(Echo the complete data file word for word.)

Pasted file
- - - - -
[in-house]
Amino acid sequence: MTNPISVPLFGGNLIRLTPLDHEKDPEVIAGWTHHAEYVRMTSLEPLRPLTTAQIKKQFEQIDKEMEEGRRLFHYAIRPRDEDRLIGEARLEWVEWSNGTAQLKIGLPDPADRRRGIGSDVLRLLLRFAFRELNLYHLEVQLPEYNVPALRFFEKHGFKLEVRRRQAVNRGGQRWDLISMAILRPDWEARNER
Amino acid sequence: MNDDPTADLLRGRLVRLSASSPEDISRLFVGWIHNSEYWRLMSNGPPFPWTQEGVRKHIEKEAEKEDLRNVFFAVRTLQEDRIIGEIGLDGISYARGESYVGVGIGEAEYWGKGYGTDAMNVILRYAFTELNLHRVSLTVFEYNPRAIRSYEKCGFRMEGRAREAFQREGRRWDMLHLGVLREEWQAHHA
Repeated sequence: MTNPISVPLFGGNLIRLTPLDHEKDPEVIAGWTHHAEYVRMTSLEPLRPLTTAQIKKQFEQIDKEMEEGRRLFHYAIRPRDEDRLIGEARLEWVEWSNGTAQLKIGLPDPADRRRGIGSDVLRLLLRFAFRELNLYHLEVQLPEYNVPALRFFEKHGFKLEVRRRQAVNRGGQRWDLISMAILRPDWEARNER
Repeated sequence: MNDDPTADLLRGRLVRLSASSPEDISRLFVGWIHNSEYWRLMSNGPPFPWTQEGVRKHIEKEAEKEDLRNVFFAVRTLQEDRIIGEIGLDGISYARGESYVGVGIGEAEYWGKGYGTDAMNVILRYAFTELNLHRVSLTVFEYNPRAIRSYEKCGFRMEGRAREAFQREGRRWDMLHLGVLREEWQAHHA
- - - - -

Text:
[in-house]
Amino acid sequence: MTNPISVPLFGGNLIRLTPLDHEKDPEVIAGWTHHAEYVRMTSLEPLRPLTTAQIKKQFEQIDKEMEEGRRLFHYAIRPRDEDRLIGEARLEWVEWSNGTAQLKIGLPDPADRRRGIGSDVLRLLLRFAFRELNLYHLEVQLPEYNVPALRFFEKHGFKLEVRRRQAVNRGGQRWDLISMAILRPDWEARNER
Amino acid sequence: MNDDPTADLLRGRLVRLSASSPEDISRLFVGWIHNSEYWRLMSNGPPFPWTQEGVRKHIEKEAEKEDLRNVFFAVRTLQEDRIIGEIGLDGISYARGESYVGVGIGEAEYWGKGYGTDAMNVILRYAFTELNLHRVSLTVFEYNPRAIRSYEKCGFRMEGRAREAFQREGRRWDMLHLGVLREEWQAHHA
Repeated sequence: MTNPISVPLFGGNLIRLTPLDHEKDPEVIAGWTHHAEYVRMTSLEPLRPLTTAQIKKQFEQIDKEMEEGRRLFHYAIRPRDEDRLIGEARLEWVEWSNGTAQLKIGLPDPADRRRGIGSDVLRLLLRFAFRELNLYHLEVQLPEYNVPALRFFEKHGFKLEVRRRQAVNRGGQRWDLISMAILRPDWEARNER
Repeated sequence: MNDDPTADLLRGRLVRLSASSPEDISRLFVGWIHNSEYWRLMSNGPPFPWTQEGVRKHIEKEAEKEDLRNVFFAVRTLQEDRIIGEIGLDGISYARGESYVGVGIGEAEYWGKGYGTDAMNVILRYAFTELNLHRVSLTVFEYNPRAIRSYEKCGFRMEGRAREAFQREGRRWDMLHLGVLREEWQAHHA